Sapele. Lovely to look at but a complete PITA to work with by hand. The toothing plane was needed to flatten that board (hence the grooved dull appearance of the board on the right) and to then smooth the surface I resorted to my #04½ because I ground that thing with a higher angle a while back and put a back bevel on the iron. And even with it set to a whisper thin cut and skewing the iron and having the chipbreaker set within a glint of the cutting edge, it’s not quite perfect. Scrapers will be needed… but I’ll leave that till after joinery is done.

Meanwhile, I need to do some cleaning up. If only I knew someone who had a wood stove in the middle of the kilkenny countryside I could get to burn this lot…

And it’ll probably get done sometime next week, but I have another commission. That’s the word for when your wife orders you to make something for junior, right? 😀 He needs a shelf for his bedtime story book, but it should go on the floor because that’s the easiest place to keep them if you’re sitting by the bed reading to him. So…

Sharpening station

Small bit of work which was actually done during the bench build. If you’ve seen any of Paul Sellers’ videos or either of the two blog posts on this, or that Wood by Wright video, you know what this is. And since ITS.co.uk were having a sale of Ultex diamond plates for £10 each I could afford a full set, so I wanted them in a single place that would make it easy to sharpen stuff on the fly.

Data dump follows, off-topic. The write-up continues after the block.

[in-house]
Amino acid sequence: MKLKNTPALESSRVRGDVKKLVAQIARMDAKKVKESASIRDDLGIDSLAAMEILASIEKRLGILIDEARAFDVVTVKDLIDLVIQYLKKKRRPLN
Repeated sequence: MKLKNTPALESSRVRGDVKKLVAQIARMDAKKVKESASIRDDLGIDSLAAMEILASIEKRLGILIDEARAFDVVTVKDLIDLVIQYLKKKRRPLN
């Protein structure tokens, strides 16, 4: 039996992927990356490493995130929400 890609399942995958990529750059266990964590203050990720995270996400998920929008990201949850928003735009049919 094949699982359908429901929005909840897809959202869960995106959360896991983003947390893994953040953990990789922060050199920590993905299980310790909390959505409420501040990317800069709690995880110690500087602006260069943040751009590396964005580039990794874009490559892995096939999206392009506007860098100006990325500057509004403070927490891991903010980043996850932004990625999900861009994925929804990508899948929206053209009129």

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Simple enough idea that it only takes up half a page in the notebook. Basically, take a bit of plywood, use a power router to carve out four holes in it a few mm deep, square and trim those with a chisel, leave cutouts between the holes for finger access to remove sharpening plates for special cases like hand router bits, and put a strop on one end as well. Also have a small rebate in the front underneath so you can put in a small batten for the vice to grab onto. (The other idea you see on the bottom of the page is one of David Barron’s dovetail alignment jigs in plywood, I have the bits cut but not yet assembled). All of these are rough jigs in plywood, btw – they’re more the jigs you use to build the better jigs if you know what I mean.

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Wasn’t even all that hard really, even if the router got away from me when rounding over the edges (hint: router bits with edge rollers don’t do well if you’ve removed the bit they run on for the rebate…). Definitely not perfect, and needs redoing in real wood (the plywood shears too readily and it’s not the tightest fit for the stones), but it’ll do for a few months and help me build the proper holder later on.

Small note though – when squaring up the holes for the plates, be careful. Chisels are sharp…